The Canberra Food Co-op: Everything You Need to Know
The Canberra Food Co-op: Explainer
by Ethan Schultz
The Canberra Food Co-op, located beneath Lena Karmel lodge, is the oldest food cooperative in Australia. Originating in 1974, the co-op started with a group of ANU students pooling their income to collectively buy cheaper food products in bulk. The Food Co-op officially became active in 1976, beginning its operations in a brick and mortar building.
At their Lena Karmel site, product is stored in fridges, barrels, and shelves donated by various stores. Observer was told that the current fridges were contributed by a closed down vegan grocery store at 20% of their market value.
The majority of equipment used by the Co-op was donated or bought at a discounted price.
The Co-op is run by volunteers who are administered by a permanent group of managers and a board. Volunteers range between the age of 18-70, as do members of the board. Their Events and Communications Manager, Yani, told Observer, “the age distribution of the board is bimodal. Pretty much concentrated around people thirty and sixty years old.” The Co-op offers price discounts for members and volunteers, as well as store credit for members who volunteer a certain number of hours per week.
Money spent on lunches and products at the Co-op are entirely reinvested into itself. Funds that are not spent paying for the lease are used to buy surplus product or to pay the administrative staff. The Canberra Food Co-op is not for profit.
During the height of the semester, the Co-op typically serves around 100 people per day. Yani told Observer that approximately 70% of their customers are ANU students. Currently, ANUSA provides free lunches from the Co-op which can be accessed by filling out an online voucher application.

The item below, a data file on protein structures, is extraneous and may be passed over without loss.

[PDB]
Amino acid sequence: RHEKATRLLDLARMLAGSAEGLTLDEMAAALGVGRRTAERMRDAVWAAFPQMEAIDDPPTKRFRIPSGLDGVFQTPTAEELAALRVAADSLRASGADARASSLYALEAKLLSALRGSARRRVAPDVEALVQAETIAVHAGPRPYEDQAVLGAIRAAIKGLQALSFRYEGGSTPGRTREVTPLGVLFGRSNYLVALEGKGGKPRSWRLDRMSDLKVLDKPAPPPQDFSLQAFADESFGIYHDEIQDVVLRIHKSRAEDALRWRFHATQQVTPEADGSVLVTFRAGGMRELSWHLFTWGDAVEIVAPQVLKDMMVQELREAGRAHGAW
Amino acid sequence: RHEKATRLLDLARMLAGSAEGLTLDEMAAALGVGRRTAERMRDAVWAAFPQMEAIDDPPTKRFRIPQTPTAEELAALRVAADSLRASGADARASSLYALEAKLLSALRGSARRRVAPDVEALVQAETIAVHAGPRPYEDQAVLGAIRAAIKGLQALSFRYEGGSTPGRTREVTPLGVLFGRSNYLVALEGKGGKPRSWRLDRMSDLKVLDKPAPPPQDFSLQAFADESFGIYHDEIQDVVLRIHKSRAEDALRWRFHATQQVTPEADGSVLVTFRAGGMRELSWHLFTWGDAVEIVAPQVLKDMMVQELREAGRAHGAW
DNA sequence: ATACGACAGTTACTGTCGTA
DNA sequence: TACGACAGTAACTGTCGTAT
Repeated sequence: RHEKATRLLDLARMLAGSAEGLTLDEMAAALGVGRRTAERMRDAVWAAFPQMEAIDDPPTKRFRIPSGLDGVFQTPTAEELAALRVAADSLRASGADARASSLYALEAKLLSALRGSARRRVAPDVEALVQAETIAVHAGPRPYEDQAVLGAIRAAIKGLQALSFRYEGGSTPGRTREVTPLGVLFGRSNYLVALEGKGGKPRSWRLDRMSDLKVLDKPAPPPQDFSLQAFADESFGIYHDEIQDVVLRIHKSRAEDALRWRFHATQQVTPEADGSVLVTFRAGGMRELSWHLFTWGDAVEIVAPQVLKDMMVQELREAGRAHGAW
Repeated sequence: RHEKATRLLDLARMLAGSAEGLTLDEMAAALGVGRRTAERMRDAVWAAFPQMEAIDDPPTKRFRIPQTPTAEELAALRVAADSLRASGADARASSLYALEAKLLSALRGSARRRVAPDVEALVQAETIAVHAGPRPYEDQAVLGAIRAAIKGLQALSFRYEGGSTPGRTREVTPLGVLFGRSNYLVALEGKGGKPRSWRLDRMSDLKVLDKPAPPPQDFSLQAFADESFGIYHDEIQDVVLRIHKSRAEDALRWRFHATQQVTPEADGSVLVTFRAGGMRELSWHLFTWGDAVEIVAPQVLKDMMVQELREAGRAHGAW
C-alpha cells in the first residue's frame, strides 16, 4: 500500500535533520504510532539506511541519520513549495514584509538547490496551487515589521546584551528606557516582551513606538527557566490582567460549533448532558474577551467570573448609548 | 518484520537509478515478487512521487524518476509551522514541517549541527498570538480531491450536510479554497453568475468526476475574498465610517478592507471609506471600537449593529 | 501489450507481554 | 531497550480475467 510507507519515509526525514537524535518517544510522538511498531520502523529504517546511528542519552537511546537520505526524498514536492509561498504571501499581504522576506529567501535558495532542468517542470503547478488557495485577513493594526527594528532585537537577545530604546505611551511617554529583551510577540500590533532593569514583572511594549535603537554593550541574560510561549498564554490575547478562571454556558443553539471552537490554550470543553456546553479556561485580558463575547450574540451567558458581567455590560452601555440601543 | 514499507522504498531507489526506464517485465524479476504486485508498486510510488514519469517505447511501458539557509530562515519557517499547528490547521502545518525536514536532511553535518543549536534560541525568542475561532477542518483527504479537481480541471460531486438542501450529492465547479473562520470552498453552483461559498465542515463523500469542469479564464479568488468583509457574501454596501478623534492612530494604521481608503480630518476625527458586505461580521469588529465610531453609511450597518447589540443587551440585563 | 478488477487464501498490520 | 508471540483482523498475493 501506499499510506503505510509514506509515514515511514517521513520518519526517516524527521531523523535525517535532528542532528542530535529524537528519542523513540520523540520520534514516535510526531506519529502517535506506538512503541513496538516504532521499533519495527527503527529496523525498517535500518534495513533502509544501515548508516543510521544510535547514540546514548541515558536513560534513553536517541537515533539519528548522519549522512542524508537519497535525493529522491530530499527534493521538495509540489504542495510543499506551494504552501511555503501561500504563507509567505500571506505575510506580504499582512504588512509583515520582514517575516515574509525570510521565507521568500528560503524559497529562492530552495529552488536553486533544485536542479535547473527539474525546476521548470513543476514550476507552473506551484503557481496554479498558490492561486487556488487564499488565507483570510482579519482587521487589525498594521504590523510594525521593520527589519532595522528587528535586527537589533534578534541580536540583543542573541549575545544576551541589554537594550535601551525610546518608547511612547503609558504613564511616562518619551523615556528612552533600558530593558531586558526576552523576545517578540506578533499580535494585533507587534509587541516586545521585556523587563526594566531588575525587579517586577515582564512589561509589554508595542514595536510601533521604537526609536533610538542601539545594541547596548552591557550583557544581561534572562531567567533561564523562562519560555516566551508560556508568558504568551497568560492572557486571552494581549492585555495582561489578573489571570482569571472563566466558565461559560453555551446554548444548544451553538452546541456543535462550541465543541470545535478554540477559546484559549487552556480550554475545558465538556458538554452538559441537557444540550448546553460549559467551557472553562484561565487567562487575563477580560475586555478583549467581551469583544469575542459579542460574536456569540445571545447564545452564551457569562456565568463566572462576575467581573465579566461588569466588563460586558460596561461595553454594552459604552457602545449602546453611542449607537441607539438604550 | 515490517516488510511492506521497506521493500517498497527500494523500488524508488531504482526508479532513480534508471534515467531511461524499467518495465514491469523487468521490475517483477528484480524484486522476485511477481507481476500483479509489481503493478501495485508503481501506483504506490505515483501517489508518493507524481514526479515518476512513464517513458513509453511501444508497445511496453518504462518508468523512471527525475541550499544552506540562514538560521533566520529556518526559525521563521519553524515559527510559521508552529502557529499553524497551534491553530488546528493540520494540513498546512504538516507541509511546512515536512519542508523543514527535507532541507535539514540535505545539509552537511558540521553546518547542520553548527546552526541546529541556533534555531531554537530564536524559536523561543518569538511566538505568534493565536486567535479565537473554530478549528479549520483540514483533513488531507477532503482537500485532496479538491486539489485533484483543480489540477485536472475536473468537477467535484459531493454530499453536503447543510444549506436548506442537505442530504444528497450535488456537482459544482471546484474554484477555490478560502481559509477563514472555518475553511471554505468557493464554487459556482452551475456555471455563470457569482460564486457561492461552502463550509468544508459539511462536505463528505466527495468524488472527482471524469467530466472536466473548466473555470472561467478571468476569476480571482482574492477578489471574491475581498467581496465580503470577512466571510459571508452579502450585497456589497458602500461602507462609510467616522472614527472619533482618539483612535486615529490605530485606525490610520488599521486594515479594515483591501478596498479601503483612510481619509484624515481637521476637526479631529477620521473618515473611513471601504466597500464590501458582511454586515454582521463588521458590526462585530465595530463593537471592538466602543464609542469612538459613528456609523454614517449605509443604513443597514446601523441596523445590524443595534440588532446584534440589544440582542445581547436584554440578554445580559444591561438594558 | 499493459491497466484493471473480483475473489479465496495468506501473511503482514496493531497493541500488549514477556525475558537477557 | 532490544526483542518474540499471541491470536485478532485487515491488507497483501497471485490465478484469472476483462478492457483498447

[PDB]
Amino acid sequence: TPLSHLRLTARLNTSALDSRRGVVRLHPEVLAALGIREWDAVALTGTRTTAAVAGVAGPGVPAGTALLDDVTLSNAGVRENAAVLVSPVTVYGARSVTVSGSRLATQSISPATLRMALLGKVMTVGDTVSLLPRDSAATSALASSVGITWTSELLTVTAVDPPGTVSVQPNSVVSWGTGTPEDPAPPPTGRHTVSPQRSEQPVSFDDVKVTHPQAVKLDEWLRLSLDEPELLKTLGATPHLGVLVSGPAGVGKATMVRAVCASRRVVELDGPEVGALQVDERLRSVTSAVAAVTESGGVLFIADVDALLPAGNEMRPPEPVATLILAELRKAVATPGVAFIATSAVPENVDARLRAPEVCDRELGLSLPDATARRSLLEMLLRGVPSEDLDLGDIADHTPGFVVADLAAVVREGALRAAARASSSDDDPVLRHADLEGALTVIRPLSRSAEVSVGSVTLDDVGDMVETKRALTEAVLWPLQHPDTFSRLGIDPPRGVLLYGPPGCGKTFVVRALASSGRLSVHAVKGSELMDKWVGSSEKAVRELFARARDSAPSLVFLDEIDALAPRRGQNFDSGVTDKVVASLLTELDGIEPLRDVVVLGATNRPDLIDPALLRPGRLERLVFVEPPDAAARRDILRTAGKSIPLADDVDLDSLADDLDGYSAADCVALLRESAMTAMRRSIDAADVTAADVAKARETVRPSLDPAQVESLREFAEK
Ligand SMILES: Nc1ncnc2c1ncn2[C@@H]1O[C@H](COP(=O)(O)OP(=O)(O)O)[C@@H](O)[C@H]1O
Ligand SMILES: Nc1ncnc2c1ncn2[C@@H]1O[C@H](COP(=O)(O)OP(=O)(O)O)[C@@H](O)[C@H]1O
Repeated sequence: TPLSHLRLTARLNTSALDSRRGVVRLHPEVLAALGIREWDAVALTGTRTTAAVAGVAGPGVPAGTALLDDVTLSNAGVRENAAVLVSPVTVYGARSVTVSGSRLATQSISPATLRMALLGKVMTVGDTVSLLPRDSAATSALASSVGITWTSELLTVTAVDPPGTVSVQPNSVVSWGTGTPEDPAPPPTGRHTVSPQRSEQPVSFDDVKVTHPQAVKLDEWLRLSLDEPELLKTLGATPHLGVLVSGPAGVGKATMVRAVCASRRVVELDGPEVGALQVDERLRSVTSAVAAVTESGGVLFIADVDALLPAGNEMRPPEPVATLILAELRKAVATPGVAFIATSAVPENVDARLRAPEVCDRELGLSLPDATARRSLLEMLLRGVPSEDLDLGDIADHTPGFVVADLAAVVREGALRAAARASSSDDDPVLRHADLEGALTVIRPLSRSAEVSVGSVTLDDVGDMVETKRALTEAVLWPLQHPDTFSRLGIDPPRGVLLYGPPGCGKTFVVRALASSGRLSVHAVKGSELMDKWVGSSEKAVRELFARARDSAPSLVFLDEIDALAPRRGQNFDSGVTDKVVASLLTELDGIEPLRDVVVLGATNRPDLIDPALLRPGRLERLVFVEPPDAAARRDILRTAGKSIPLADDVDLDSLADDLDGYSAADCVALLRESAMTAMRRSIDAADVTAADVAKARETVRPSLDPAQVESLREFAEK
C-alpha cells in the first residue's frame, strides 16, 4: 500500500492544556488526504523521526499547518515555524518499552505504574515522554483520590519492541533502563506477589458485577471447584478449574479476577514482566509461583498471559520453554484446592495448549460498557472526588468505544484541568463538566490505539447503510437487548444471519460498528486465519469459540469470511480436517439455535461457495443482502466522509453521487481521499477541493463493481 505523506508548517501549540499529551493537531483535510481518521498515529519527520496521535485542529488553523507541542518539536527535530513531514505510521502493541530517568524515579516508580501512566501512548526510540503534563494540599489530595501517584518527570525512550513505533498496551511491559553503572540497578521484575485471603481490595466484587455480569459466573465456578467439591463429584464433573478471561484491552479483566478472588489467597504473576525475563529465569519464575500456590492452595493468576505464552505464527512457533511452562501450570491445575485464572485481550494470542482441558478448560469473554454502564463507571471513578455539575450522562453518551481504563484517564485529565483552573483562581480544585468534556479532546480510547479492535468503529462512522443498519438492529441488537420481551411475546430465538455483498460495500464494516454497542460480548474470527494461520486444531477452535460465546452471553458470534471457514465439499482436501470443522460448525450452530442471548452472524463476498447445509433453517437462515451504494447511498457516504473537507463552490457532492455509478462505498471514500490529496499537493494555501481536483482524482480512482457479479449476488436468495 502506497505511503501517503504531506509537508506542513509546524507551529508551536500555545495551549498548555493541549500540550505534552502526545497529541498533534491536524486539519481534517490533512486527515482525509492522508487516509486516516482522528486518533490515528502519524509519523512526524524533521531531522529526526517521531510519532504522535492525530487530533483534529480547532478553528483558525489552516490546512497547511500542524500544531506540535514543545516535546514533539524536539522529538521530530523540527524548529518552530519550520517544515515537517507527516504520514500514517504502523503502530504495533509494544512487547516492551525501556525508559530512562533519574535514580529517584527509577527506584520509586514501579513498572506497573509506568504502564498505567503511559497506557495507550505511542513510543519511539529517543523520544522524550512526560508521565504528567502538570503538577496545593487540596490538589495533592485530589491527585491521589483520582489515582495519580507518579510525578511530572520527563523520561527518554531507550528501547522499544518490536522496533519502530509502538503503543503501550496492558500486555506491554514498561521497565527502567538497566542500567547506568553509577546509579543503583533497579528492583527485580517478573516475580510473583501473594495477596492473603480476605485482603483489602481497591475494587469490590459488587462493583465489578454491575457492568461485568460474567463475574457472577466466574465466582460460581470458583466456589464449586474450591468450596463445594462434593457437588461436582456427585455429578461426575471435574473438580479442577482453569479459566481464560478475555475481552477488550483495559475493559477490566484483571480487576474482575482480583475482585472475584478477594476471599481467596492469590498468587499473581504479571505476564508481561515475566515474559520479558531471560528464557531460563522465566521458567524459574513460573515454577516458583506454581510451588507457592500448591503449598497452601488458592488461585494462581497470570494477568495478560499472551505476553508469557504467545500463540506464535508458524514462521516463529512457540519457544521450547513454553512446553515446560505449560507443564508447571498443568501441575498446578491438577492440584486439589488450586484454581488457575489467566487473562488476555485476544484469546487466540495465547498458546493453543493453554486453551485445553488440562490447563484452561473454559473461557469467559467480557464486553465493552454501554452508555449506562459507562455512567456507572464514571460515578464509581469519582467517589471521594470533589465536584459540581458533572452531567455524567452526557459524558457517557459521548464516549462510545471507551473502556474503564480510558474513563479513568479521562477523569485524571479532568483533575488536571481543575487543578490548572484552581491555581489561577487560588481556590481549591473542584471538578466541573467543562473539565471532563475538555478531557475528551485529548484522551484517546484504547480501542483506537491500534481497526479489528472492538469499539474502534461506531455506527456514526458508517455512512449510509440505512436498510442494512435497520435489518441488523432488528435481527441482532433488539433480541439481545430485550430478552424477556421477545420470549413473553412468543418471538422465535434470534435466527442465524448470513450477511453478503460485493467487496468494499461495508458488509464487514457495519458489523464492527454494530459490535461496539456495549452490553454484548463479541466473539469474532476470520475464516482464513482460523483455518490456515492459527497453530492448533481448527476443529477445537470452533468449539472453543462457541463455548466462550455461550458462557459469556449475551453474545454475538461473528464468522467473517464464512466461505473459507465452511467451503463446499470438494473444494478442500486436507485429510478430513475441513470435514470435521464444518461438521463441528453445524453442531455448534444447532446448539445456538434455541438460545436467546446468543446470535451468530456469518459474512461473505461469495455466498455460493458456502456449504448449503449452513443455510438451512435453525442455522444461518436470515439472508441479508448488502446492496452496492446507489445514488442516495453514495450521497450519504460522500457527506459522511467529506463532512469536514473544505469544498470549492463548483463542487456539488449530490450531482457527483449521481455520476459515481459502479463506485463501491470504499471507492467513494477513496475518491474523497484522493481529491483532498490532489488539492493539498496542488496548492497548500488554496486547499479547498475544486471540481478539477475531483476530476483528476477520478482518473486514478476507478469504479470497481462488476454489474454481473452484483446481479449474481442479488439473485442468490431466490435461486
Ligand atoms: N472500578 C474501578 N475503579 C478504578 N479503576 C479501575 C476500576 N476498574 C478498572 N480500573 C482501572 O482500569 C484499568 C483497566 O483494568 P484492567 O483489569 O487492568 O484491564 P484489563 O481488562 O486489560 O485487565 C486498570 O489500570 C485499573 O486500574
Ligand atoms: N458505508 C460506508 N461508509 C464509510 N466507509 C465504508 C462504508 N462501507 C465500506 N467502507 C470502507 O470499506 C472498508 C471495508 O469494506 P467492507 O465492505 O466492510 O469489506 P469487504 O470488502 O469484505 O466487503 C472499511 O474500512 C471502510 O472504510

Beth, an ANU student told Observer, “I started coming regularly when I was a first year student because it helped me transition away from home, like, it felt so comforting and familiar. I do so many assessments here!” She described the atmosphere and aesthetic, “it doesn’t really have a set look, because it’s kinda everything.”
A handful of customers are regulars from the city. Steven, who works at a nearby consulting firm, said that food from the Co-op is the only reason he is in shape. “This is pretty much the only healthy food I get,” he quipped. Volunteers at the Co-op know the regulars by name, often asking friendly questions about their life as they serve them.
The Co-op sells base produce like fruit, vegetables, cereals, and rices below market value. Two shopfronts operate in the same space, one for selling product, the other as a cafe. Between 12am and 2pm, the cafe serves a cooked lunch for $10 on weekdays and $15 on weekends. The product shop front operates between 10am to 7pm on weekdays, and 10am to 4pm on weekends.
The product shop front.
The cafe shop front.
“Some of the mural was done by famous graffiti artists from Melbourne,” one of the attendants mentioned. She gestured to a black and white tentacled eye behind the coffee machine, and a bleeding heart spray painted on to a load bearing pillar. “People ask us when we are going to get rid of the eyesore, but I’m thinking we could even paint the floor.”
The mural covers half of the Co-op’s wall space.
Activist banners, stickers, and phrases are scattered across unused surfaces.
Goods sold from the product shop front include culinary bases like flour and wheat, which are stored in plastic drums with aluminum scoops. This front also sells goods, like a collection of Star Wars themed ‘Keep Cups’, jars of sauces, handmade chocolate and women’s sanitary products.
The majority of product sold at the Co-op is sourced from local Australian farms. 59% of the product is nationally sourced, the other 41% is imported. Behind Australia, the largest contributors of product at the Co-op are Bolivia, Turkey, Canada, and China. Notably, ‘Zoo Pasta’ imported from Italy and ‘Celtic Sea Salt’ imported from France.
The cafe front serves beverages as well as lunch. Their menu includes various types of coffee smoothies, tea, chai, and hot chocolate. It also includes an option for a ‘suspended lunch’. A suspended lunch can be paid for by a customer in advance, and claimed by whoever needs it. The Co-op’s Events and Communications manager told Observer that there are about 200 suspended lunches in the bank.
When asked if the prices were ideal the spokesperson for the Co-op responded, “honestly, no. In an ideal world we would be giving this food away for free.”
ANUSA Free Lunch Vouchers can be found here.
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